UBC Theses and Dissertations
Examining ecological determinants of community formation and stability in the root microbiota Aleklett, Kristin Anna Eva
The root system of a plant is known to host a wide diversity of microbes that can be beneficial or detrimental to the plant. Microbial ecologists have long struggled to understand the factors influencing the composition of these communities. One overlooked aspect of microbial community assembly in root systems is the potential for individual variation among plants, and the potential effect of early colonisation events such as microbial exposure of the seed inside the parent plant and during dispersal. In this dissertation, I relate ecological theory of community assembly to the formation of the root microbiota. I explore the extent of variation between individuals in wild plant populations, and examine the effects of historical contingency in determining bacterial and fungal community assembly and stability in the root microbiota. The main findings in my work showed that: - Wild plants growing in close proximity, sharing environmental conditions will still host distinct bacterial communities in their root systems based on their species identity. We also documented individual variation in root microbiota within all species examined, even the clonal plant species Pilosella aurantiaca. - Bacterial community composition varies significantly across the body of a plant, with different parts of the plant body hosting distinct communities. - Plants are able to form new microbial associations throughout development, but the timing of microbial exposure affects the composition of the microbial community in mature plants. - Microbial community stability fluctuates within weeks during early plant development, with one week-old plants hosting communities most likely to change in composition.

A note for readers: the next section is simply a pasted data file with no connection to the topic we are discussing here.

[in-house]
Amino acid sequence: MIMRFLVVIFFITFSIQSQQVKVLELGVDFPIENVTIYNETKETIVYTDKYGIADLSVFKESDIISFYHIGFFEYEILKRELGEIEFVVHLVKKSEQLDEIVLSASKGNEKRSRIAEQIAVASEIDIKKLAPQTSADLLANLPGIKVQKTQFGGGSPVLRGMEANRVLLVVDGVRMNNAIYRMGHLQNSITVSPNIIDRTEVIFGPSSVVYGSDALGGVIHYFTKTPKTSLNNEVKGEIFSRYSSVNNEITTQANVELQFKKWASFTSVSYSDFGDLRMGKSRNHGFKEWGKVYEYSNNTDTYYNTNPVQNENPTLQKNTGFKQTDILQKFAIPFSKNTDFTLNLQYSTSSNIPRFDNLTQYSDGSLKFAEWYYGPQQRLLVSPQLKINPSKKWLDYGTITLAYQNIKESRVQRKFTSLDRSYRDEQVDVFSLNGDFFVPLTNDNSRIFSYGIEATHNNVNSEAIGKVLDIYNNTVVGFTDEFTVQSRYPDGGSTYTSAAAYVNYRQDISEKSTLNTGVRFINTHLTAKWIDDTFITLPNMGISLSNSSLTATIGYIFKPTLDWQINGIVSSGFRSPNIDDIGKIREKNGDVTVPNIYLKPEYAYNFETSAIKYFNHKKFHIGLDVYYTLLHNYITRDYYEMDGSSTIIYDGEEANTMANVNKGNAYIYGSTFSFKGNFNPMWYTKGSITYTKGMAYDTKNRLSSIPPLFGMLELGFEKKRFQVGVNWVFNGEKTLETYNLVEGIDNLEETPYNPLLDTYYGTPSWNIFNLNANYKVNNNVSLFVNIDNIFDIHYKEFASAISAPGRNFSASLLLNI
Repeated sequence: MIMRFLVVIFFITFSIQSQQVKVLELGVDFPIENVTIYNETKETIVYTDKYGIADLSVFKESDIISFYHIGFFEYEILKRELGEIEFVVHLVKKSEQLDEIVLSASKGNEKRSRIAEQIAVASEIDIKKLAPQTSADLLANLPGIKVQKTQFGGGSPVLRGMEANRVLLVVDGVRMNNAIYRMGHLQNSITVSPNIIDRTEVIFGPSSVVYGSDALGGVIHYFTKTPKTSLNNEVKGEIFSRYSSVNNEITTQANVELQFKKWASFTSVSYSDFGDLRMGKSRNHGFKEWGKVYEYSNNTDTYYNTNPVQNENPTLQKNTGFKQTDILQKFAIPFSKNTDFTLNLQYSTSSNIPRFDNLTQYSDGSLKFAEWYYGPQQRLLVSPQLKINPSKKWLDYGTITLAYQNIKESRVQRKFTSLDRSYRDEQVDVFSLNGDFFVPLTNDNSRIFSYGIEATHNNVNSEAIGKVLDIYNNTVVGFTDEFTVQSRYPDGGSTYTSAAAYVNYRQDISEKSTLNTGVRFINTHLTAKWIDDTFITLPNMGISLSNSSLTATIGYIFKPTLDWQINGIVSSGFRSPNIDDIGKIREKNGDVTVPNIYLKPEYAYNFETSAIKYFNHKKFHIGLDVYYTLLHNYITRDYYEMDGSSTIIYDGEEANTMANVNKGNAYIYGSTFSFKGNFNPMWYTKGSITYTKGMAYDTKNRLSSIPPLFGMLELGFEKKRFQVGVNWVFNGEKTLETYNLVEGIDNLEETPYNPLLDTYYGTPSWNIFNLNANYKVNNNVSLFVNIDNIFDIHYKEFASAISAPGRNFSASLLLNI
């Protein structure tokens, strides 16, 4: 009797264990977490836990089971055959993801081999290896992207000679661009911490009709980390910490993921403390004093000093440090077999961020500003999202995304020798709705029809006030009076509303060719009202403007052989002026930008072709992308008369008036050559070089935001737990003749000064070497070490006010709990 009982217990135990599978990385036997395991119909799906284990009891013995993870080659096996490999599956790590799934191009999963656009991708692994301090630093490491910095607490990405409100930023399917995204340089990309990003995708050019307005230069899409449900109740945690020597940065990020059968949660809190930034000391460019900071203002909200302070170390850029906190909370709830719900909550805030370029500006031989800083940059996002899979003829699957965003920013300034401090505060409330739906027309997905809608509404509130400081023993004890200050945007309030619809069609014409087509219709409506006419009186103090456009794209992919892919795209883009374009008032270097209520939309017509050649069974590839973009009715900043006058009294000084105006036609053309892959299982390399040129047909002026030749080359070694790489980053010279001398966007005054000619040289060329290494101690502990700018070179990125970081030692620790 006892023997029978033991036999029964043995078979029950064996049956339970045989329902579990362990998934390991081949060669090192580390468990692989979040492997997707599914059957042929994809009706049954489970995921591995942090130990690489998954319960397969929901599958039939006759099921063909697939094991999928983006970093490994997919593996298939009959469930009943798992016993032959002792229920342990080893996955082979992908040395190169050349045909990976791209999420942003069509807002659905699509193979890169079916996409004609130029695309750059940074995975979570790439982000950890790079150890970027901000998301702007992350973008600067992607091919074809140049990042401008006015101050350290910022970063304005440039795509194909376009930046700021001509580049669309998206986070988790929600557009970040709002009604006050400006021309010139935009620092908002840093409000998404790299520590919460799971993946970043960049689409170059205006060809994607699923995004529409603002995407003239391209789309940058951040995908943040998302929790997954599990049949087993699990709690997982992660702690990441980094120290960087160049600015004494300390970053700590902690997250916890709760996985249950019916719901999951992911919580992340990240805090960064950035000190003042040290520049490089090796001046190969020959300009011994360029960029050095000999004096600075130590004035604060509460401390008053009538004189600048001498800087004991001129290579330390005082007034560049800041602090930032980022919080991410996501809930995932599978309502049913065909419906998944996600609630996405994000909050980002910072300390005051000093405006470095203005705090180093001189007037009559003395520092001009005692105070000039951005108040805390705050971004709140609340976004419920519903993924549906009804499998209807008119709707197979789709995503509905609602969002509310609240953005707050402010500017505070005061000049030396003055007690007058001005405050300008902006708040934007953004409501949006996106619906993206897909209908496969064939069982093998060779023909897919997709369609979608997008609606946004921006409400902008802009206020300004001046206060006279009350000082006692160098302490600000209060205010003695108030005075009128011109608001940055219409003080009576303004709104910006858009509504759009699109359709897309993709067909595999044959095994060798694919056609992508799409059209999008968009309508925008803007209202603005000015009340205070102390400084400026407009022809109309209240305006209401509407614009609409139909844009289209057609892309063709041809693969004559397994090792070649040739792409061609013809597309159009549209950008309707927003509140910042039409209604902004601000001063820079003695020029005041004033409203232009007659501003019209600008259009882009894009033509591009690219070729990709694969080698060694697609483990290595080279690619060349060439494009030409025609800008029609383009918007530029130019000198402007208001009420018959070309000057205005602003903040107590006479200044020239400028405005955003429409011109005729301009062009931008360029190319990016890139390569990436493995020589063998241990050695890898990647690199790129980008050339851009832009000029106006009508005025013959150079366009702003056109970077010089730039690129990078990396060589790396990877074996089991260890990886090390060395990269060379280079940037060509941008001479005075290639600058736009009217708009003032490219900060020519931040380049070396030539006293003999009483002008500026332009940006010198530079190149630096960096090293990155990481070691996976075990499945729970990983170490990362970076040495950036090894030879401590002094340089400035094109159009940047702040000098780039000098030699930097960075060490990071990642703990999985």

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Attribution-NonCommercial-NoDerivs 2.5 Canada